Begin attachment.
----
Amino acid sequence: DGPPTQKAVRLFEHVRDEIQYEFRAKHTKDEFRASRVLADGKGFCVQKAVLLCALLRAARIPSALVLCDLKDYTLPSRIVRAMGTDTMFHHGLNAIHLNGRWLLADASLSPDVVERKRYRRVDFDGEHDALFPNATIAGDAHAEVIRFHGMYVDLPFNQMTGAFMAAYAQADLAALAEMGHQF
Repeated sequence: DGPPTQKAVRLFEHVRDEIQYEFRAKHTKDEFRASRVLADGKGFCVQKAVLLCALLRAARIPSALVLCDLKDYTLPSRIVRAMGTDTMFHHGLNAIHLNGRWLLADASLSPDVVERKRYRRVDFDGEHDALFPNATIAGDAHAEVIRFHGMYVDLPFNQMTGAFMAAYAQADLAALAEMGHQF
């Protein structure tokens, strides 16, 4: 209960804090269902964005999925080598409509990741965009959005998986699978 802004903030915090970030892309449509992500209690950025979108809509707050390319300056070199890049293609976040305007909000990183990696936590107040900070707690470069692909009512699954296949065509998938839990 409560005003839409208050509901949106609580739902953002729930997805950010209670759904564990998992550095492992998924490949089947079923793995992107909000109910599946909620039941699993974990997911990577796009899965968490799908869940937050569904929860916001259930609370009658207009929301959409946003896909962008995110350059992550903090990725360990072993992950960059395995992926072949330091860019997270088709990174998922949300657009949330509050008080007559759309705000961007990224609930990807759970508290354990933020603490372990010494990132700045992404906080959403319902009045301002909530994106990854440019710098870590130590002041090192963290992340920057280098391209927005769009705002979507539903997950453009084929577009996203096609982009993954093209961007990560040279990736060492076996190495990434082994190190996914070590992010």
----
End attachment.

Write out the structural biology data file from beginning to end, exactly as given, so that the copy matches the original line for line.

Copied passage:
Amino acid sequence: DGPPTQKAVRLFEHVRDEIQYEFRAKHTKDEFRASRVLADGKGFCVQKAVLLCALLRAARIPSALVLCDLKDYTLPSRIVRAMGTDTMFHHGLNAIHLNGRWLLADASLSPDVVERKRYRRVDFDGEHDALFPNATIAGDAHAEVIRFHGMYVDLPFNQMTGAFMAAYAQADLAALAEMGHQF
Repeated sequence: DGPPTQKAVRLFEHVRDEIQYEFRAKHTKDEFRASRVLADGKGFCVQKAVLLCALLRAARIPSALVLCDLKDYTLPSRIVRAMGTDTMFHHGLNAIHLNGRWLLADASLSPDVVERKRYRRVDFDGEHDALFPNATIAGDAHAEVIRFHGMYVDLPFNQMTGAFMAAYAQADLAALAEMGHQF
């Protein structure tokens, strides 16, 4: 209960804090269902964005999925080598409509990741965009959005998986699978 802004903030915090970030892309449509992500209690950025979108809509707050390319300056070199890049293609976040305007909000990183990696936590107040900070707690470069692909009512699954296949065509998938839990 409560005003839409208050509901949106609580739902953002729930997805950010209670759904564990998992550095492992998924490949089947079923793995992107909000109910599946909620039941699993974990997911990577796009899965968490799908869940937050569904929860916001259930609370009658207009929301959409946003896909962008995110350059992550903090990725360990072993992950960059395995992926072949330091860019997270088709990174998922949300657009949330509050008080007559759309705000961007990224609930990807759970508290354990933020603490372990010494990132700045992404906080959403319902009045301002909530994106990854440019710098870590130590002041090192963290992340920057280098391209927005769009705002979507539903997950453009084929577009996203096609982009993954093209961007990560040279990736060492076996190495990434082994190190996914070590992010």